2011 YZ450F Break-in ?

Gray thanks a lot for the schooling. I can't find AMSOIL locally so I'm going to change the oil with Yamalube 10w-40 so I can ride this weekend but will be ordering some from there website today along with a Scott's filter.

amsoil has a 6 month free membership if you sign up for it. I did and bought a case of 4 gallons. I don't remember the price but I do remember it being considerably less than the listed price. That was over a year ago and I am finally on the last gallon. I ride 2-4 times a month

1) Does every motorcycle specific oil have transmission grade viscosity index improvers? More specifically Honda motorcycle mineral oil.

2) Can you shed some light on oil that is used in seperate dirt bike trannys? Oil change intervals? How long it will hold its viscocity? Can you use 20w-50 or is it better to use true 80w-85 tranny oil that is dirt bike specific?

3) I know synthetic oils are better, but what actually makes them better? Better lubrication? Holds its viscosity longer?

1) The Viscosity index measures the degree to which oil thins with heat. Thre higher the number, the less the oil thins when heated. Every mutli-grade oil has viscosity index improvers (VII's) whether they are for motorcycles or not. A 10w-40 is an oil that is as thin as a 10 wt at 70 ℉, but still as thick as SAE 40 wt at 200 ℉. This is done by starting with a 10 weight oil and adding the VII's. VII's are complex petroleum polymers that are bulky by molecular standards. They tend to curl up into a coil when cold, and uncurl or expand when hot, thickening the oil as they do. The problem comes from the fact that they are so big, and that they are relatively fragile, and fairly easily shredded by being run through a transmission, or other places where shear loads are high. As they are torn up, they can no longer keep the oil from thinning as it heats, and the viscosity drops off.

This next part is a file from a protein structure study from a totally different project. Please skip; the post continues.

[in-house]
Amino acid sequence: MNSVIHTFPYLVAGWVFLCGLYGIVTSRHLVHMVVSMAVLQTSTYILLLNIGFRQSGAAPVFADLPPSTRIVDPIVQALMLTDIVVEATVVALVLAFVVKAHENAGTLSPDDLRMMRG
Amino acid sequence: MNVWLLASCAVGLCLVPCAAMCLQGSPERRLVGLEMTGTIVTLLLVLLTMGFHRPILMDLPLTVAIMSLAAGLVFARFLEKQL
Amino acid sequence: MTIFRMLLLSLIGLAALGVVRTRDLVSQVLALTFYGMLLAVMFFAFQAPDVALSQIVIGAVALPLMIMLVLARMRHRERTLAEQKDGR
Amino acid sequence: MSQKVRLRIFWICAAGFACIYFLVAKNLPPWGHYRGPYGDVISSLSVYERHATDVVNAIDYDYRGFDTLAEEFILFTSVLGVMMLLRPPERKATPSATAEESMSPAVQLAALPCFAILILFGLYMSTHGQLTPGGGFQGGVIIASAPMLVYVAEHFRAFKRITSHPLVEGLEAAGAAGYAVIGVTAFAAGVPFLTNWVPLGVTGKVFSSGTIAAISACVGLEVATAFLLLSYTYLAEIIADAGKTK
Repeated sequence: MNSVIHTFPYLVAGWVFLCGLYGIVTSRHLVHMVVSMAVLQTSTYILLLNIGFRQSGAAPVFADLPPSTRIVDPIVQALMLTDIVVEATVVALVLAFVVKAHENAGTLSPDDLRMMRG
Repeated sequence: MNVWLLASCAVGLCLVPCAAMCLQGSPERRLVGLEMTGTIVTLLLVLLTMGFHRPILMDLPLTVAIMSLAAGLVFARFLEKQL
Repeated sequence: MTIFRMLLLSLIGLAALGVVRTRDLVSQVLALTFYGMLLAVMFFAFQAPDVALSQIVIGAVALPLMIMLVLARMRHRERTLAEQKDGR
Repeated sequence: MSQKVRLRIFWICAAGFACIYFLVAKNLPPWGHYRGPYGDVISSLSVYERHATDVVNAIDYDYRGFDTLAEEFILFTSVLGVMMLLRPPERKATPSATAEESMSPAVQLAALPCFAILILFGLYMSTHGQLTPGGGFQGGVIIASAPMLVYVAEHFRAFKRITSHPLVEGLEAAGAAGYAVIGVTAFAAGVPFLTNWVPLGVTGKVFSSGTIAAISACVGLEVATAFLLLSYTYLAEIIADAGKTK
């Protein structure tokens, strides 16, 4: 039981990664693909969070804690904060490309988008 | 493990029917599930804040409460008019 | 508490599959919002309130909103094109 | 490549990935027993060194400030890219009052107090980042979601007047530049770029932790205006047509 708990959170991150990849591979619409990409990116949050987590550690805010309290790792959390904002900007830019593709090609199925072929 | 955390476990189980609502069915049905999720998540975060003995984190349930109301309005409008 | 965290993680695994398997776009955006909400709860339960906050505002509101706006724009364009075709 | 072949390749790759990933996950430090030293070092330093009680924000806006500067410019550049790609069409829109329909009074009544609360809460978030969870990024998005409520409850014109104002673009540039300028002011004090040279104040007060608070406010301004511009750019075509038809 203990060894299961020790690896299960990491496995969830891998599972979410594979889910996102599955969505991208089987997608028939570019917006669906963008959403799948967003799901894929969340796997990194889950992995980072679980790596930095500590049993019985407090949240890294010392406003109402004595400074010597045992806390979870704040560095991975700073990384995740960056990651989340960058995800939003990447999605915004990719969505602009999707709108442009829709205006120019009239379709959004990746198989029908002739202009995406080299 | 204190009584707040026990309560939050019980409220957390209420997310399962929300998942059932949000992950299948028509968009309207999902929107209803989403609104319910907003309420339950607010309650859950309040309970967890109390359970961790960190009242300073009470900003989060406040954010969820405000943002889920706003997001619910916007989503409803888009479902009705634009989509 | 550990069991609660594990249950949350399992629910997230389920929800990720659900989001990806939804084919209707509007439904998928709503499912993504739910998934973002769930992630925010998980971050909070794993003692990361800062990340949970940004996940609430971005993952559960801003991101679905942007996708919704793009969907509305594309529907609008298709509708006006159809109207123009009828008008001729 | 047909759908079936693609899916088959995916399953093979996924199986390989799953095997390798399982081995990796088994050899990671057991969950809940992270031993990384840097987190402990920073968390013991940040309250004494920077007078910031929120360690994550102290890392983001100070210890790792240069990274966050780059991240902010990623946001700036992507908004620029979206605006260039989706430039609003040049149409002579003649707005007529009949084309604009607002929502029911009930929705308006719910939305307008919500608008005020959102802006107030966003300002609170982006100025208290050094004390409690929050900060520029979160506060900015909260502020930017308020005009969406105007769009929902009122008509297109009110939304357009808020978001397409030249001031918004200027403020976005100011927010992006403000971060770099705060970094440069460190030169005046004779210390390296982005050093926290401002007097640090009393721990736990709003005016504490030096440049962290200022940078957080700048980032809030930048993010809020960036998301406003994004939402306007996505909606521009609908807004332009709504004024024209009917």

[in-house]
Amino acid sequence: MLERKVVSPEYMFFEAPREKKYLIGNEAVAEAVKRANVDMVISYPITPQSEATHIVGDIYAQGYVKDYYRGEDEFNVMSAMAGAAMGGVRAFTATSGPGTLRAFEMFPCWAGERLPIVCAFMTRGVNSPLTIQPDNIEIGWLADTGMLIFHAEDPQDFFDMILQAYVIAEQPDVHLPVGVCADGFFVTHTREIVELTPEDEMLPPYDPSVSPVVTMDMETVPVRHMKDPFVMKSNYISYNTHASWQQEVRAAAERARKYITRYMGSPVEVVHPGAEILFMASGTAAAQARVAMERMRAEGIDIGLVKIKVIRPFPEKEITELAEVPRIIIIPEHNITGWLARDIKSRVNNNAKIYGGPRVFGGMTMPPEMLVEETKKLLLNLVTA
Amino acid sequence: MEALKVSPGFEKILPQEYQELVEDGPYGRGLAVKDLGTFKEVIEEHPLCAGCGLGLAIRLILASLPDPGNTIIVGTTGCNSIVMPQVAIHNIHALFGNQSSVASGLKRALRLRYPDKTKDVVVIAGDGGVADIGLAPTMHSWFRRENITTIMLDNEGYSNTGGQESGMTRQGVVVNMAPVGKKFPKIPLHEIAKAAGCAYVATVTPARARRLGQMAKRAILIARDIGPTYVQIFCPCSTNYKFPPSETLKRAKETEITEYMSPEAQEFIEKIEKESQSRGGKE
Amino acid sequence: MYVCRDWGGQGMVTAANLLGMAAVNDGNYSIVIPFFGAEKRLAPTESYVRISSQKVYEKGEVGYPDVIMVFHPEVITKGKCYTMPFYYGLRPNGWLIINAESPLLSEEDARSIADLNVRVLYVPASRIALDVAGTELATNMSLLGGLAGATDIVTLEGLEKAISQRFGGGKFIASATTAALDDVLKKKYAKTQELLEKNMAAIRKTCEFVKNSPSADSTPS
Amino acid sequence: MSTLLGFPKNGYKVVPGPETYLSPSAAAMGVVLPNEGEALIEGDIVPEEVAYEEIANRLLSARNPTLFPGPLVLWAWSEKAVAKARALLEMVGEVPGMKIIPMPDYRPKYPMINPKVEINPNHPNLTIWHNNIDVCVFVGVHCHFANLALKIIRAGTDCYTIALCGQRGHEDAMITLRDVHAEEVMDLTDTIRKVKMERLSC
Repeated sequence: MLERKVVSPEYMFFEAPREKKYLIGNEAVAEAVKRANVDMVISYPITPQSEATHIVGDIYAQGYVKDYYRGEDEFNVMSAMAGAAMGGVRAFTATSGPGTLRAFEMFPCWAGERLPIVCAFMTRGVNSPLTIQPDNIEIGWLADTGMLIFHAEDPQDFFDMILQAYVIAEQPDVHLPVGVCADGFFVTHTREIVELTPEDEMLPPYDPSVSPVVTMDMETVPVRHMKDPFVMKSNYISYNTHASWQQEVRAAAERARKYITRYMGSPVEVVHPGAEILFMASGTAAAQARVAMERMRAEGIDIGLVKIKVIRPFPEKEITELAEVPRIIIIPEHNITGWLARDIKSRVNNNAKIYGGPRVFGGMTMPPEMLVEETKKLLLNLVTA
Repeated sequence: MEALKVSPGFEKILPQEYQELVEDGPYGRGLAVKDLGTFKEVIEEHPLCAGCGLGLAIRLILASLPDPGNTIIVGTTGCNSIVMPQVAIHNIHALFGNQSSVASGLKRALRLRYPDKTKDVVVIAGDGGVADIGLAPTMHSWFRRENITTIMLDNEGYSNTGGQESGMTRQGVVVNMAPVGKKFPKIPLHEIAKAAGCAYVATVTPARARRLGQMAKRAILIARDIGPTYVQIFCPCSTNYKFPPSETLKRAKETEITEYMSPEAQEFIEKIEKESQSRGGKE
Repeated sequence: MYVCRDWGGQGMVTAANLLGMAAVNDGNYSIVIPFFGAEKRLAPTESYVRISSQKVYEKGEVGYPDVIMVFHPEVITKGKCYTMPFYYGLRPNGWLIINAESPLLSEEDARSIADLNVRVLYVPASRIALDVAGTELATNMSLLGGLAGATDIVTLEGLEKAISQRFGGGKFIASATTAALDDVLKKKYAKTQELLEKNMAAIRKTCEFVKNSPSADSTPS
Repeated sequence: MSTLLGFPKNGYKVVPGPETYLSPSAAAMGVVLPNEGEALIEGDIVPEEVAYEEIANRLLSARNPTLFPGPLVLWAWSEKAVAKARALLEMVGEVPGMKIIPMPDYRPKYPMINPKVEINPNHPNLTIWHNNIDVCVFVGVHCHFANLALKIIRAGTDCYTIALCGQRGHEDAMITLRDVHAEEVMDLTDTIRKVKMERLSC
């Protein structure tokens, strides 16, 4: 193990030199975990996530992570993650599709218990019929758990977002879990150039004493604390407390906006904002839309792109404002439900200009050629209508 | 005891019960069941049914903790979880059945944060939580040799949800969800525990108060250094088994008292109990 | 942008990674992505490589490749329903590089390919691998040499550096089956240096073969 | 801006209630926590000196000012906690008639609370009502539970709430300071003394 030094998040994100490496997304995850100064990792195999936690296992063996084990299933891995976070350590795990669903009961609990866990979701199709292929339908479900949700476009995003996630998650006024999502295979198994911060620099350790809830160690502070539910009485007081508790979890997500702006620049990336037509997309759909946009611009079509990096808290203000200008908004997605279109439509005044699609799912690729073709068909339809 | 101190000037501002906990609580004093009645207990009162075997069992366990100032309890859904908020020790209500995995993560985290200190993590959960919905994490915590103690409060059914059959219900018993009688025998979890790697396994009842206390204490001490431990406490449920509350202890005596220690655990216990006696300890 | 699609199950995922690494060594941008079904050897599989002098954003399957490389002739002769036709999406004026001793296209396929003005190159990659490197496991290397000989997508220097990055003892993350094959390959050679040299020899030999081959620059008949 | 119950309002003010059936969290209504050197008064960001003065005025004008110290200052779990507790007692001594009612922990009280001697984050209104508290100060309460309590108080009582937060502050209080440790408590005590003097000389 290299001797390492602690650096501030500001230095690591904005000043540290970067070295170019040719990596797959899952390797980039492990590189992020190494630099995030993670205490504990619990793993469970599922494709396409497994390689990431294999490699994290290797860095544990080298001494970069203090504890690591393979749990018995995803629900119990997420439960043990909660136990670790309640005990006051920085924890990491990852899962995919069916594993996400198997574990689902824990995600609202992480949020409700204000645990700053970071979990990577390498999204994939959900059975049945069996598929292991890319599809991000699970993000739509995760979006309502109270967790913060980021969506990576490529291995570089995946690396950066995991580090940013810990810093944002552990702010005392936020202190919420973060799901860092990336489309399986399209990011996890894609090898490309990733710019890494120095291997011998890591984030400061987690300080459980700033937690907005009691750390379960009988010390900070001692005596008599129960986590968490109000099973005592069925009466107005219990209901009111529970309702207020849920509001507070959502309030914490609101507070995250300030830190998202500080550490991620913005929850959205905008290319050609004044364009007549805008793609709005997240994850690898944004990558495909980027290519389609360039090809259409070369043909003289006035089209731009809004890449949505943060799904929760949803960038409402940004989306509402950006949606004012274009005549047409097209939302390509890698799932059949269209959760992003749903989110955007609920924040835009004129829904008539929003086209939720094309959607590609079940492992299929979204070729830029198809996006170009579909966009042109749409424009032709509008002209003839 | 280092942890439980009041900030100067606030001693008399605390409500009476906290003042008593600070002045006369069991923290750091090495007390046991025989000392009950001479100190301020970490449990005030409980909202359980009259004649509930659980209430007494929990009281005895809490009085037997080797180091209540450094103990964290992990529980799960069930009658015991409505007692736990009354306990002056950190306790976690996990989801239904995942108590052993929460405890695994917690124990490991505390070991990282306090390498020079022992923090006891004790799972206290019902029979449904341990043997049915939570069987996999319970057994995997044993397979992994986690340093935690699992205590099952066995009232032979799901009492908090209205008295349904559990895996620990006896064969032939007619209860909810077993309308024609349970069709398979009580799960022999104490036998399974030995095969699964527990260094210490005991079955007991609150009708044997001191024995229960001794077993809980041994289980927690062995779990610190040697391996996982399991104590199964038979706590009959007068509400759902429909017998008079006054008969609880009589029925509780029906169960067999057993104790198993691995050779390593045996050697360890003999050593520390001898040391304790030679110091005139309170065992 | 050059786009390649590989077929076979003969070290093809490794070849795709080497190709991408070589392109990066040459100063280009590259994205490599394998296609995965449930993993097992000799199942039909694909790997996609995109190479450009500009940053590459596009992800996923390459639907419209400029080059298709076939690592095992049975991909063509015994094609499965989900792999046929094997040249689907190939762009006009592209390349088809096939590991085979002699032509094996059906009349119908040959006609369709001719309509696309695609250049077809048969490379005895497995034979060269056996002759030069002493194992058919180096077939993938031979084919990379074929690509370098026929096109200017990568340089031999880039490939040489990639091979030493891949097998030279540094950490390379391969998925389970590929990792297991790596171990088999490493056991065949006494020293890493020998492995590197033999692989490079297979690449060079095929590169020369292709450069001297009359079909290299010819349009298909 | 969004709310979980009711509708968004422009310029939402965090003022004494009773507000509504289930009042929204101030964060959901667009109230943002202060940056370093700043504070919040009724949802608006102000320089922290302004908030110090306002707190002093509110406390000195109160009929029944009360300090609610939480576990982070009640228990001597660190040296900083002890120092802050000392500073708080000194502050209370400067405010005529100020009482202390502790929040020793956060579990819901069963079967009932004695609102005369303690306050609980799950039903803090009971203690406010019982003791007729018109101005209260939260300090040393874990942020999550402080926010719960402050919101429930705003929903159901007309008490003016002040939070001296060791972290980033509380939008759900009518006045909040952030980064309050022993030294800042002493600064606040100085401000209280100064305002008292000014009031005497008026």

2)True transmission oils are formulated differently than gear oil. They contain different additives and are usually thicker to deal with the different kinds of lube needs a trans has. As you've noticed, there are multi-grade transmission oils, and I just told you that the problem is VII's breakdown, and that all MG oils have VII's, so what's up? The deal is that the VII's used in transmission oils are actually much tougher, and are generally up to the job. They often last for a very long time before any viscosity break down occurs. But they are also much more expensive, and since automotive engine oils don't need such things, most blenders don't use them in engine oils.

Amsoil and some other small oil blenders working with motorcycle specific oils were among the first to realize that this was a problem with bikes that shared engine oil with the trans, and much more so dirt bikes than road bikes. They started using the more expensive gearbox grade VII's in their blends about 10-15 years ago, and in the last two or three years, blenders have finally begun to really catch on to this. It's much more common now than just 3 years ago, but there's nothing on anyone's label other than Amsoil's that I know of that would tell you for sure. You have to have published lab tests or your own used oil samples to know if your oil holds up.

For some reason that no living person seems to know, SAE engine oil and SAE gear oil are graded differently. SAE 50 wt engine oil is roughly the same viscosity as SAE 90w gear oil. Here's a chart:


3)The short answer is that in general, they tolerate heat better, tolerate chemical and acid contamination better, have a higher viscosity index even before any additives are used, and because real group 4 and 5 synthetics are manufactured rather than refined, they contain no contaminants or unwanted components.

Here's a pretty good article on the subject. It's about 8 years old, and I don't agree with the author on some of the subjective points he makes, but the basic info regarding synthetic vs. petro oils, and the various kinds of synthetics is good:


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